46–47

pad2

Unused (0) bytes

Table 4-8 lists the NetFlow v7 flow header format, and Table 4-9 lists the attributes of the NetFlow v7 flow record format.

Table 4-8 NetFlow v7 Flow Header Format

Bytes

Contents

Description

0–1

version

NetFlow export format version number

2–3

count

Number of flows exported in this packet (1–30)

4–7

sys_uptime

Current time in milliseconds since the export device booted

8–11

unix_secs

Current count of seconds since 0000 UTC 1970

12–15

unix_nsecs

Residual nanoseconds since 0000 UTC 1970

16–19

flow_sequence

Sequence counter of total flows seen

20–23

reserved

Unused (0) bytes

Table 4-9 NetFlow v7 Flow Record Format

Bytes

Contents

Description

0-3

srcaddr

Source IP address.

4-7

dstaddr

Destination IP address.

8-11

nexthop

IP address of next-hop router.

12-13

input

SNMP index of input interface.

14-15

output

SNMP index of output interface.

16-19

dPkts

Packets in the flow.

20-23

dOctets

Total number of Layer 3 bytes in the packets of the flow.

24-27

first

SysUptime at start of flow.

28-31

last

SysUptime at the time the last packet of the flow was received.

32-33

srcport

TCP/UDP source port number or equivalent.

34-35

dstport

TCP/UDP destination port number or equivalent.

36

padl

Unused (0) bytes.

37

tcp flags

Cumulative OR of TCP flags.

38

prot

IP protocol type (for example, TCP = 6; UDP = 17).

39

tos

IP type of service (ToS).

40-41

src as

ASN of the source, either origin or peer.

42-43

dst as

ASN of the destination, either origin or peer.

44

src mask

Source address prefix mask bits.

45

dst mask

Destination address prefix mask bits.

46-47

flags

Flags indicating, among other things, what flows are invalid.

48-51

router sc

IP address of the router that is bypassed by the Catalyst 5000 series switch. (This is the same address the router uses when it sends NetFlow export packets. This IP address is propagated to all switches bypassing the router through the Fibre Channel Protocol [FCP].)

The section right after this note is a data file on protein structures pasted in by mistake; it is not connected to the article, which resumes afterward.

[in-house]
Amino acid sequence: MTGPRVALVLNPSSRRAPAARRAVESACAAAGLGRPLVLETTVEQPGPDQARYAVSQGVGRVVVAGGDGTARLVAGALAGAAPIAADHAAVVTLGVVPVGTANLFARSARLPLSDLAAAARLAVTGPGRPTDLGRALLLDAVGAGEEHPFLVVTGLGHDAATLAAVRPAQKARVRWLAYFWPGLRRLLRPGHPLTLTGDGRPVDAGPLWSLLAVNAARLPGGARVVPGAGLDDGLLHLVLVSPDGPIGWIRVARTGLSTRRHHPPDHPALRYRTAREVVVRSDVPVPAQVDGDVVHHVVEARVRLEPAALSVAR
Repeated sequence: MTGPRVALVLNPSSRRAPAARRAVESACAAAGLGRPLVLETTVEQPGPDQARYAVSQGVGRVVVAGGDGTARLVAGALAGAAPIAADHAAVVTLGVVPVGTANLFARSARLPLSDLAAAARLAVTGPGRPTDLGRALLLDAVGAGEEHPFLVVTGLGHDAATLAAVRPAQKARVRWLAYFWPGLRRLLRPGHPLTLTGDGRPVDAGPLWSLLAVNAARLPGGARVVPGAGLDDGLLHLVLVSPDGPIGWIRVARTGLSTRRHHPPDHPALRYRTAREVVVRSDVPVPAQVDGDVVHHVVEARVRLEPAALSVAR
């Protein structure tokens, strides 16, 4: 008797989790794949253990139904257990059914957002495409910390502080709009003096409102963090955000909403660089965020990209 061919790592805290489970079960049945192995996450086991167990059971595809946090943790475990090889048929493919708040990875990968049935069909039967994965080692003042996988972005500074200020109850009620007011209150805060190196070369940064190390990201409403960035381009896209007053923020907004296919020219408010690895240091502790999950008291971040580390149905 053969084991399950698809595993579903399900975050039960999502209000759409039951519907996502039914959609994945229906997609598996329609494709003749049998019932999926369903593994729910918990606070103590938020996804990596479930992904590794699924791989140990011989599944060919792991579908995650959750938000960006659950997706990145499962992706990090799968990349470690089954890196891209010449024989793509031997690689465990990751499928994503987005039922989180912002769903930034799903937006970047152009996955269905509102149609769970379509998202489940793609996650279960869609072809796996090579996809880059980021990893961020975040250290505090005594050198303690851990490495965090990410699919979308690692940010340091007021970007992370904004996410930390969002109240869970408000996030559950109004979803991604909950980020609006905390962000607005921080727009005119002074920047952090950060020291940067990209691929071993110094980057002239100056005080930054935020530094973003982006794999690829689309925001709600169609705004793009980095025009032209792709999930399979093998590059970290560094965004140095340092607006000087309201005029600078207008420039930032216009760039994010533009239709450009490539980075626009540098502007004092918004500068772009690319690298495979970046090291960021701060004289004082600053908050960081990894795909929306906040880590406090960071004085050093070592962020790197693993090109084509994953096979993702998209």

The most popular version of NetFlow is Version 9. The NetFlow v9 format is template based. Templates provide a flexible design to the record format. This feature allows for future enhancements to NetFlow services without requiring fundamental changes to the underlying flow record format.

The following are the benefits of using NetFlow templates:

  • They provide vendor-neutral support for companies that create applications that provide collector or analysis capabilities for NetFlow so that they are not required to reinvent their product each time a new NetFlow feature is added.

  • New features can be added to NetFlow more quickly, without breaking current implementations and with backward compatibility.

The NetFlow v9 record format consists of a packet header followed by at least one or more template or data FlowSets. A template FlowSet provides a description of the fields that will be present in future data FlowSets. These data FlowSets may occur later within the same export packet or in subsequent export packets. Figure 4-2 shows a basic illustration of the NetFlow v9 export packet.

Figure 4-2

Figure 4-2 NetFlow v9 Export Packet

Figure 4-3 shows a more detailed illustration of the NetFlow v9 export packet and the relationship between each field and its attributes.

Figure 4-3

Figure 4-3 NetFlow v9 Export Packet Details

The format of the NetFlow v9 packet header is very similar to its predecessors and is illustrated in Figure 4-4.

Figure 4-4

Figure 4-4 NetFlow v9 Packet Header Format

Table 4-10 lists the NetFlow v9 packet header field descriptions.

Table 4-10 NetFlow v9 Packet Header Field Descriptions

Field Name

Value

Version

The version of NetFlow records exported in this packet. The hexadecimal value 0x0009 represents NetFlow v9.

Count

Number of FlowSet records (both template and data) contained within the export packet.

System Uptime

Time in milliseconds since the device started.

UNIX Seconds

Seconds since 0000 coordinated universal time (UTC) 1970.

Sequence Number

Incremental sequence counter of all export packets sent by this export device; this value is cumulative, and it can be used to identify whether any export packets have been missed.

Note: This is a change from the NetFlow v5 and v8 headers, where this number represented "total flows."

Source ID

A 32-bit value that is used to ensure uniqueness for all flows exported from a particular NetFlow-enabled device. The Source ID field is the equivalent of the Engine Type and Engine ID fields found in the NetFlow v5 and v8 headers.